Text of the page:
Affordable & Supportive Housing and Senior Housing Subsidy Included in One-House Budget, Assemblyman Cymbrowitz Announces

March 15, 2017

The Assembly’s newly-released one-house budget proposal for State Fiscal Year 2017-18 provides a plan for the investment of $2.5 billion in funding for supportive and affordable housing and a new rental assistance program for low-income seniors in New York City funded by a 2.5 percent tax on multi-million dollar real estate transactions, Assemblyman Steven Cymbrowitz (D-Brooklyn), Chair of the Housing Committee, announced today.

“The severe shortage of affordable housing for low-income families and seniors has compromised thousands of households,” said Assemblyman Cymbrowitz. “Rents are rising too quickly and stagnant wages and fixed incomes are leaving New Yorkers with few options to remain in their homes and communities. This budget advances several initiatives that will stem the flow of families into homelessness and alleviates the burden of foregoing basic necessities just to afford rent.”

Of the $2.5 billion, $1 billion would be invested in the construction of supportive housing. Five hundred million dollars would be allocated for capital repairs at the New York City Housing Authority (NYCHA), a $400 million increase over the Governor’s proposal. In a departure from current procedure, the Assembly proposal would appropriate this funding directly to NYCHA to avoid delays in receiving the funds, Assemblyman Cymbrowitz said.

To combat the rising unaffordability of housing in the City of New York for older adults, a new Elder Rental Assistance Program (ERAP) created jointly by the Assembly and Mayor de Blasio would provide rental assistance to eligible seniors, including SCRIE recipients, whose household income is less than 80 percent of the area median income (AMI). The program – announced by the Mayor and Assemblyman Cymbrowitz last week -- would be supported by a dedicated revenue stream funded with proceeds from a 2.5 percent transfer tax on high-end real estate transactions in the City of New York. This program could potentially cover 25,000 seniors whose rent payments exceed affordable levels.

Additionally, the Multifamily New Construction Program would receive $476 million under the one-house proposal and $125 million would fund an affordable senior housing program for individuals age 55 and over. The senior housing proposal includes language to ensure that 75 percent of funding goes to seniors who earn up to 60 percent of the AMI.

The $2.5 billion would be further disbursed as follows: $125 million for public housing authorities outside New York City including new language to provide tenant protections for projects funded through the Federal Rental Assistance Demonstration (RAD) program; $100 million for Mitchell-Lama Preservation Programs; $77 million for a Multifamily Preservation Program; $50 million for the capital costs of housing for the developmentally disabled; $41.48 million for homeownership programs; $32.5 million for the Small Buildings Program; and $13 million for a Manufactured Homes Program, and $10 million for the Main Street Program.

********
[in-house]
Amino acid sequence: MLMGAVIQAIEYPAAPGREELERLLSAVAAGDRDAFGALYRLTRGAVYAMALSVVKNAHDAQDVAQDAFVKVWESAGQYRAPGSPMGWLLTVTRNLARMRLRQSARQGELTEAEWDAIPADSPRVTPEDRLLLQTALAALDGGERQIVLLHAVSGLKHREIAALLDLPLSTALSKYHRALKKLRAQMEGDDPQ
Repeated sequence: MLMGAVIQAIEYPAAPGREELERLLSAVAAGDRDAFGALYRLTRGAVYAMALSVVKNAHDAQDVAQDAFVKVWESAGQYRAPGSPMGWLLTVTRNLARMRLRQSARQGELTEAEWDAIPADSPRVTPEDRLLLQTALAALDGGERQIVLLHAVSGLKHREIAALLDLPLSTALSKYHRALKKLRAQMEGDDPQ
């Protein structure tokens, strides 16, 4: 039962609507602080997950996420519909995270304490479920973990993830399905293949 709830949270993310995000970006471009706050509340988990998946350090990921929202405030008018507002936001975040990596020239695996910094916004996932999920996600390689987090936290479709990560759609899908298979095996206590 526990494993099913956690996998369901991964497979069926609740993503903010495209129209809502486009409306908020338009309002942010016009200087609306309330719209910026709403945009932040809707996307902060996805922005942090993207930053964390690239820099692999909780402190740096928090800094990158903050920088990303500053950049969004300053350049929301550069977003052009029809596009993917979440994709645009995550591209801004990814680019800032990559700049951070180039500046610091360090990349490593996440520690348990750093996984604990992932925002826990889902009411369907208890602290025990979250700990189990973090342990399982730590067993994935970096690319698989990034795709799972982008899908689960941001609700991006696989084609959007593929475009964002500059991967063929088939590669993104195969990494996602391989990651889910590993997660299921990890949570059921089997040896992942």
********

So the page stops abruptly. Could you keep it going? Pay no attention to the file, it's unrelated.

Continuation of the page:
The Assembly also earmarked $6.5 million in support for the Tenant Protection Unit (TPU), $2 million over the Governor’s proposal, to fund their work in New York City and the surrounding counties where housing is subject to the rent stabilization laws. The TPU provides essential resources for the preservation of affordable housing through the correction of unauthorized rent increases, recapture of illegally deregulated units and investigation of tenant harassment.

Other housing investments include:

  • $10 million for the New York State Attorney General’s Foreclosure Prevention Services Network, with an additional $20 million to be made available in SFY 2018-19;
  • $22.2 million for Neighborhood Preservation Programs Rural Preservation Programs;
  • $27.3 million for the Rural and Urban Community Investment Fund;
  • $2 million for Naturally Occurring Retirement Communities (NORC) and Neighborhood Naturally Occurring Retirement Communities (NNORC); and
  • Full restoration of funding for the New York City Housing Authority Tenant Watch Program.

“Under the leadership of Speaker Carl Heastie, the Assembly has put together a one-house budget that addresses the urgent need for affordable and supportive housing and advances our mission to care for our most vulnerable residents, including seniors,” said Assemblyman Cymbrowitz. “As we confront the likelihood of dire cuts to housing programs at the federal level, the state has to step in and do what we can to alleviate the consequences.”